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Western Airlines

USA - N

Western Airlines began on 13 July 1925 as Western Air Express - WAE - operating mail services with a single Douglas M-2 biplane. The airline had been awarded the Salt-Lake City to Los Angeles segment of the trans-continental US Air Mail Route on 7 October 1925. WAE flew the route from April 1926 and apart from carrying mail it flew with passengers. This was so successful that within a month of the new route opening WAE made US history when it started America's first scheduled and sustained passenger service.

In 1928 WAE acquired control of the Fokker Aircraft Company. The US Postmaster General forced a merger between two of the airlines flying his mail routes, WAE and TAT - Transcontinental Air Transport - and the two airlines formed a new airline called Transcontinental & Western Air - TWA

For a time after this Western Air Express operated under the name General Airlines.

In August 1931 WAE purchased two routes owned by Mid-Contenental Air Express. These were both from Pueblo in Colorado to El Paso and to Fort Worth which linked with the TWA trans-continental route from New York to Los Angeles.

In 1937 the airline bought out National Park Airways giving WAE a route from Great Falls, Montana to Salt Lake City.

WESTERN AIRLINES

On 11 March 1941 WAE was renamed Western Airlines.

Douglas DC-3s were in use prior to the war but were taken over during the war with Western flying the difficult routes between Great Falls and Edmonton to points in Alaska on behalf of the US Government. Western purchased Inland Air Lines giving Western a circuitous route to Minneapolis. Douglas DC-4s were introduced during this war period.

In 1943 Western came into competition with T.W.A. on a route from Los Angeles and San Francisco and by 1946 Western was flying twelve non-stop flights a day on this route. A new coach-class Seattle-Los Angeles route in competition with United Air Lines .

During the post-war years Western introduced the Lockheed L-749a Constellation which was still flying ten years after the first jets.

L-749 Constellation in 1969

Lockheed L-749 Constellation N1552V in Seattle 1969 - Mel Lawrence

By 1951 Douglas DC-6B airliners were introduced on the West Coast routes.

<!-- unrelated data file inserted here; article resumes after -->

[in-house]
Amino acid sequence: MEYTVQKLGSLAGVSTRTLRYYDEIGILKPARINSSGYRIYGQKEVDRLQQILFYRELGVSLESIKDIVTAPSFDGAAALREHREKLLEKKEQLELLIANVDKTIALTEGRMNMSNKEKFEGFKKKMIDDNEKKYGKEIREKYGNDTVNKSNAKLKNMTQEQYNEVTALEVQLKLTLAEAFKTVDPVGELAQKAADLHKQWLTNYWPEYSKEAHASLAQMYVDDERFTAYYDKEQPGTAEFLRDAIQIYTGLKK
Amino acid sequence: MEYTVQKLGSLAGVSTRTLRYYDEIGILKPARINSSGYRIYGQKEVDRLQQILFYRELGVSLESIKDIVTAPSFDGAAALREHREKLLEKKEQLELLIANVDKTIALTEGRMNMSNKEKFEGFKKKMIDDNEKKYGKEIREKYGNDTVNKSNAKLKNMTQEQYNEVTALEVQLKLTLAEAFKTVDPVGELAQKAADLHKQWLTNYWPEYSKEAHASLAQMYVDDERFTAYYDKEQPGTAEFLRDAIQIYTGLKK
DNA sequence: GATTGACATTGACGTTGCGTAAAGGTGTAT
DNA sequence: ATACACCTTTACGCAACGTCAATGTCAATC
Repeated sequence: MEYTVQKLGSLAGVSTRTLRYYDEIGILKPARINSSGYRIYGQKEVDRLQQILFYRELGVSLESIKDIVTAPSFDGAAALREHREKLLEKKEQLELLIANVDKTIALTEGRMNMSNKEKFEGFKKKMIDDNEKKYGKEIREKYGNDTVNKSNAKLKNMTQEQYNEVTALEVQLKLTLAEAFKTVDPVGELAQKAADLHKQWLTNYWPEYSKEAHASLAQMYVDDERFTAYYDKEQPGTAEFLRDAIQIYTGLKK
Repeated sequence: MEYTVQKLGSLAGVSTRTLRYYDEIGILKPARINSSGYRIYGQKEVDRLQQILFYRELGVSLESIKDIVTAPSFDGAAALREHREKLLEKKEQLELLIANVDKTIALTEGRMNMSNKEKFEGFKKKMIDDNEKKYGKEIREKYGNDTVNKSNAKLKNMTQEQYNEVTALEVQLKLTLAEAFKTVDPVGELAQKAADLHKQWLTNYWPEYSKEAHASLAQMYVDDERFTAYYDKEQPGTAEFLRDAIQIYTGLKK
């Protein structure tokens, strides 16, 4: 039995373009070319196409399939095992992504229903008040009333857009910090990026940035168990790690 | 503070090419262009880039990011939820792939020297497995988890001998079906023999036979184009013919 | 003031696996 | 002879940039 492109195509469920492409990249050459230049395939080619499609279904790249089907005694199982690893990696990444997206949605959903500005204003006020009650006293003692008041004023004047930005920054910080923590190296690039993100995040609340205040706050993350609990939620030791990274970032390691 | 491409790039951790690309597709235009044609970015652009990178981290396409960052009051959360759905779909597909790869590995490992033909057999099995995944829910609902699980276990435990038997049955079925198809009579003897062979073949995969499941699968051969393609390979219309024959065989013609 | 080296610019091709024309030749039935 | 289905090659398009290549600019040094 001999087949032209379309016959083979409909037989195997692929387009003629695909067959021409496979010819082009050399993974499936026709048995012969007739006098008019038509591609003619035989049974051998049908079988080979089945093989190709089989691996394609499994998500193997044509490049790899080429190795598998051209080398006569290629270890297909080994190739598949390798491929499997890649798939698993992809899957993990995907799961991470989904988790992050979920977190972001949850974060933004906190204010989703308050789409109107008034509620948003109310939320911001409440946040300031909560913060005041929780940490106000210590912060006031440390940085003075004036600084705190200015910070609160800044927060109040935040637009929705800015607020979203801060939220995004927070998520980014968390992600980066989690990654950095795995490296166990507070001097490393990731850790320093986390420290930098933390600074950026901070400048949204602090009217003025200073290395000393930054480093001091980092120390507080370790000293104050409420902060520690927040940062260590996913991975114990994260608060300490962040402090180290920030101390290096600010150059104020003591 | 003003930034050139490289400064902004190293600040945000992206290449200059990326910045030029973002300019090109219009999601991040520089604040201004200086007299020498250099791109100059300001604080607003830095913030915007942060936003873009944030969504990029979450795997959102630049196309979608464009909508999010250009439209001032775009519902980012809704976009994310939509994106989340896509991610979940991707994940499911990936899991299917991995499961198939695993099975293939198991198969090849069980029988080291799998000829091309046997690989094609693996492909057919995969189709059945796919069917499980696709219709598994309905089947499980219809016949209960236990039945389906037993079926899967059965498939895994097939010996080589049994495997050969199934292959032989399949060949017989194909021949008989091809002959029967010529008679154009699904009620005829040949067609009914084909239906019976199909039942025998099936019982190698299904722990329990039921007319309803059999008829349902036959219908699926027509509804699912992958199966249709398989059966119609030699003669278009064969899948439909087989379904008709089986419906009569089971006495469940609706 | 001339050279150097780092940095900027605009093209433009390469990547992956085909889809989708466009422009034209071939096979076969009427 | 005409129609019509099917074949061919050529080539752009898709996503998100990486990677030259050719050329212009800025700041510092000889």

Douglas DC-6B in postwar Western livery

Douglas DC-6B in 1950s Western livery

1959 saw the introduction of turboprop Lockheed Electras on the Seattle to Los Angeles route. The photo below shows the Native American Indian head on the front of the cheatline. Western used this image of America's original people because it was the first airline in the US to begin scheduled and sustained air routes.

Electra in 1968

Lockheed L-188 Electra N9744C at SFO in 1968 - Mel Lawrence

1961 saw the introduction of a fleet of 13 Boeing 720Bs which were introduced in the current livery of the time. They would remain in service into the 1970s.

Boeing 720B in original 1961 livery

Boeing 720B in original 1961 livery - AirNikon

1967 the airline merged with PNA - Pacific Northern Airlines who flew routes throughout Alaska with a fleet of Constellations and Boeing 720B jets. Both the jets and the routes were incorporated into Western.

In 1968 Boeing 707-320C jets were purchased as Western moved toward an all-jet fleet ideal.

Boeing 707-320c in 1970 'W' livery

Boeing 707-320C N1541W in 1970 livery - SFO 1974 - John P Stewart

1968 also saw the purchase of a fleet of Boeing 737-200s. These 737s would take over from the fleet of turboprop Electras.

Boeing 737-200 in 1970 'W' livery

Boeing 737-200 in 1970 'W' livery - AirNikon

Boeing 727-200 jets were also ordered in 1968.

Boeing 727-200 in 1970 'W' livery

Boeing 727-200 in 1970 'W' livery - AirNikon

A fleet of Douglas DC10-10s were delivered from April 1973 and named ' Spaceships ' by Western. Toward the end of the- 1970s an international service to London-Gatwick was introduced using Douglas DC10-10s.

DC10-10  N915WA at Gatwick in 1980

DC10-10 N915WA at Gatwick in 1980- Sarah Ward

During the 1980s Western experimented with a new all-silver livery. This allowed the aircraft to fly with less paint and therefore more cheaply.

Boeing 737-200 in sliver livery

Boeing 737-200 in all-silver 'W' livery 1980s - AirNikon

   
 
 
 
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